Karavansara

East of Constantinople, West of Shanghai


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The burgers always taste the same

I was talking with my friend Lucy, a few moments ago. We were discussing the first pages of a book we’ve both picked up and, alas, dropped real fast. The first pages are critical, and here, in two pages, we got such a distillation of elements done to death in the last thirty years, that we were both unable to go on. And we talked about this, comparing our reactions.

Now, I am not a big fan of gore-drenched slasher-fests, and so my distaste for the self-congratulatory tone with which the violence was portrayed in the text was somewhat natural. Lucy is more into this sort of books, and what she objected to was the cliché feel of the whole thing.

“We’ve seen it done better, a thousand times, since the ’90s”

she said.
And she is perfectly right.
And yet the book is selling like hotcakes, and it’s got a brace of rave reviews.
What the hell happened?

My take on the thing is, the book caters for the lowest common denominator, and that’s what the majority of the target audience is expecting. What they actually demand.

So a good strategy is to feed the audience a checklist of expected cliches, in the expected order, and with a language as commonplace and plain as possible.
Anything new, different and original might scare the target audience away.

And this, really, is the only thing that might convince me to go on reading this book – to see if the author is smart enough to hook his target audience in the first stilted throwaway pages, and then, once the readers have been hooked, reel them in and hit them with a few original twists.
It would be great.
But I doubt this is how it goes.

Talking with Lucy, we remembered the song Styx used to sing…

I like fast food
The burgers always
taste the same

Entertainment should be entertaining and, in this instance at least, it is not entertaining to me, or to Lucy.
We have been there already, now we want something more, something better.
I’d go as far as to say we’d be happy with a less-than-perfect story, as long as it goes someplace we’ve never been before, or throws a different light on ideas we are familiar with.
But we have to accept that to the majority of the readers, the lowest common denominator, the burger-like story that always tastes the same, is perfectly fine.

It’s a very unpleasant situation – both from a writer’s and a reader’s point of view.


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Space Patrol, in German

I was always pretty wary of nostalgia, and I’ve become even more so in the last few years, after seeing nostalgia weaponized and used to sell cartloads of rubbish to people that, basically, were reacting to a manufactured nostalgia for something they had not, in fact, experienced first hand.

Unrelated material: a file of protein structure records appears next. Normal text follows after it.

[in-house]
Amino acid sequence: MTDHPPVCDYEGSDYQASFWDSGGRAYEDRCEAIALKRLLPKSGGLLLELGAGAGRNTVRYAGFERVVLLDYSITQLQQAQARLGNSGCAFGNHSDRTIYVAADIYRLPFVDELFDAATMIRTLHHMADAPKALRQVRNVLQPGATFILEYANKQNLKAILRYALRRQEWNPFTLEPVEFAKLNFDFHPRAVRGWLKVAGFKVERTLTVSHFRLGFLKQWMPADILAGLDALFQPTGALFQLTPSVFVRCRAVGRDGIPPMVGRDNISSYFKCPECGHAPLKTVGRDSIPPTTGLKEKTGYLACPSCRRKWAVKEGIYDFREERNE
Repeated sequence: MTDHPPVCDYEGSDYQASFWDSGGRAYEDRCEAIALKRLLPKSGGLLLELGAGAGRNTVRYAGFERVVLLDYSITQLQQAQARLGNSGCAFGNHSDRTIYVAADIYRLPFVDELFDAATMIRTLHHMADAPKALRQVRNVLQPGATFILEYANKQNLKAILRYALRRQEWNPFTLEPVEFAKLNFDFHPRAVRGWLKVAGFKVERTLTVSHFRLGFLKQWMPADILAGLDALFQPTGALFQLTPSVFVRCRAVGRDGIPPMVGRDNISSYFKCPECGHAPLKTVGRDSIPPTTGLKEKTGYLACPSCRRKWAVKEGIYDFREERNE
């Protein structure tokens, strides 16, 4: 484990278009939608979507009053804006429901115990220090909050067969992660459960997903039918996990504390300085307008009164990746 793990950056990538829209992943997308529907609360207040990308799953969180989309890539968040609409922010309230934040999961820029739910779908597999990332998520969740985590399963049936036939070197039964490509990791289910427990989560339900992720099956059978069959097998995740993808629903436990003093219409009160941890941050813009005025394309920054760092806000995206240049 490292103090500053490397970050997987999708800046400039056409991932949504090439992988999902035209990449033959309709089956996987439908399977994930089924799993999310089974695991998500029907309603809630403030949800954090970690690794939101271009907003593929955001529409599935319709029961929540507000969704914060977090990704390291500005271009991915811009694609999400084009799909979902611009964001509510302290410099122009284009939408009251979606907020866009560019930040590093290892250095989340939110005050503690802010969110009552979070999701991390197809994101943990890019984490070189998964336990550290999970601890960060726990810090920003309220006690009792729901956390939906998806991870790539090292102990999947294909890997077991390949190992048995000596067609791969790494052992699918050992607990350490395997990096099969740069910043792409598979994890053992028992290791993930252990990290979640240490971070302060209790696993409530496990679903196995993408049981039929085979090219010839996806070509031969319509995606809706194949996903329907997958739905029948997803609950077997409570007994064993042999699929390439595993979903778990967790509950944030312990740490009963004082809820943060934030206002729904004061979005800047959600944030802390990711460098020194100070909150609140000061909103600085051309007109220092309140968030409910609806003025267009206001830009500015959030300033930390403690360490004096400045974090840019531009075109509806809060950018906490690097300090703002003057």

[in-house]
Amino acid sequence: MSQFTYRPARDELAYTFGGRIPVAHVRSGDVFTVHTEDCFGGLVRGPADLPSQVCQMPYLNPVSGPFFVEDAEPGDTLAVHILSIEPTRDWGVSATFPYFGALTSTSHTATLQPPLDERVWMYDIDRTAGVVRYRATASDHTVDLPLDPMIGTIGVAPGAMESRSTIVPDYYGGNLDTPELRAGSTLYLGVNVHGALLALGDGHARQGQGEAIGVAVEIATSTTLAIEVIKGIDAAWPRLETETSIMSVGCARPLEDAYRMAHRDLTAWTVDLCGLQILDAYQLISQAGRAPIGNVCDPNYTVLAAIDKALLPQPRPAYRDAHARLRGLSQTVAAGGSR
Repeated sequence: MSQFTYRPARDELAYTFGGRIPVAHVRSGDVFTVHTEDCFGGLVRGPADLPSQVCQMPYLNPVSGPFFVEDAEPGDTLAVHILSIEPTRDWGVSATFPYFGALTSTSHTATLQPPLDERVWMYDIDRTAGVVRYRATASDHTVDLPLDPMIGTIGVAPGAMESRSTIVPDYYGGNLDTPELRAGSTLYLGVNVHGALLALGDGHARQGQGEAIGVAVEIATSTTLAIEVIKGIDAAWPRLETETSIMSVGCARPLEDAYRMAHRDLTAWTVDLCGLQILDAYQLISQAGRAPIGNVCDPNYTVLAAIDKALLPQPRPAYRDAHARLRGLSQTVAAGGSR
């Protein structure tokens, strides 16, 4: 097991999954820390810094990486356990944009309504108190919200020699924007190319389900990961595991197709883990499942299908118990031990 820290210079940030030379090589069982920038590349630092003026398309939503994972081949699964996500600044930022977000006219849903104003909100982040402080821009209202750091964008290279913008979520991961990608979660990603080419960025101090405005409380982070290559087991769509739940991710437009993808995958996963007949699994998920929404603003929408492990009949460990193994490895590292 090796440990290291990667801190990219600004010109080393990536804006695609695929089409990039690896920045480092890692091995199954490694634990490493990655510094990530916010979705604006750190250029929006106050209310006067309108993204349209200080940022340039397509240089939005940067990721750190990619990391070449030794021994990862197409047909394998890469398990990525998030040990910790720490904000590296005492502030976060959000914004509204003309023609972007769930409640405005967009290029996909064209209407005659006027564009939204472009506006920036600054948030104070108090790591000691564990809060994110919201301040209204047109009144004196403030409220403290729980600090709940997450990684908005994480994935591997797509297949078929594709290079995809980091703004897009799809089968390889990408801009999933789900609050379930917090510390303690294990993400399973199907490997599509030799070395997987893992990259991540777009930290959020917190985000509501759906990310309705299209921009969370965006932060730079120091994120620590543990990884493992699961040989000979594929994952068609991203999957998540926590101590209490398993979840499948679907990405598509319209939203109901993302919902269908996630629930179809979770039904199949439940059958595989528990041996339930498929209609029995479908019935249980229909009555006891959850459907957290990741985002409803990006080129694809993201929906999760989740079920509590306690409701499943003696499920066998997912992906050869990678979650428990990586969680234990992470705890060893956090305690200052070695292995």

And yet.

Yesterday I read in Variety a Bavarian production company is set to launch a new series of Raumpatrouille – that’s Space Patrol in German – a 1966 series that was probably the first proper SF show I ever saw on television, in the early ’70s, when I was in primary school.
Boy, we loved that show – all seven episodes of it.
The complete title was quite a mothful, in original: Raumpatrouille – Die phantastischen Abenteuer des Raumschiffes Orion.

The plot: in a future in which humanity has become a single people as is exploring space, major Clif Allister McLane and the crew of the starship Orion face menaces both natural and not, including the expansionist plans of an alien race known as the Frogs.

The series was shot in black and white, and REALLY on the cheap – and yet it turned out to be too expensive for the production company, that had to pull the plug after barely seven 1-hour episodes because they had run out of money.

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School of hard knocks: Monster Hunter (2020)

I did not have great expectations when I started watching Monster Hunter, the 2020 movie based on a popular videogame property by Capcom. I never played the videogames, and I had a very sketchy idea of the setup. All I knew was there is Milla Jovovich in it – and I quite like her – and that it was written and directed by Paul W.S. Anderson, a man that should be hanged and quartered for what he did to the Three Musketeers.
So, you get an idea of what I was expecting.

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Love, politics and fire: Aliette De Bodard’s Fireheart Tiger

This is sort of an instant review, jotted down real fast after finishing Aliette de Bodard’s latest novella for Tor.com, Fireheart Tiger. The new book dropped a few days ago, and I had been smart enough to pre-order itr, so I got it in ebook the moment it was launched.
And I read it straight away.

This will be a spoiler-free review, of this highly recommended, unusual fantasy story.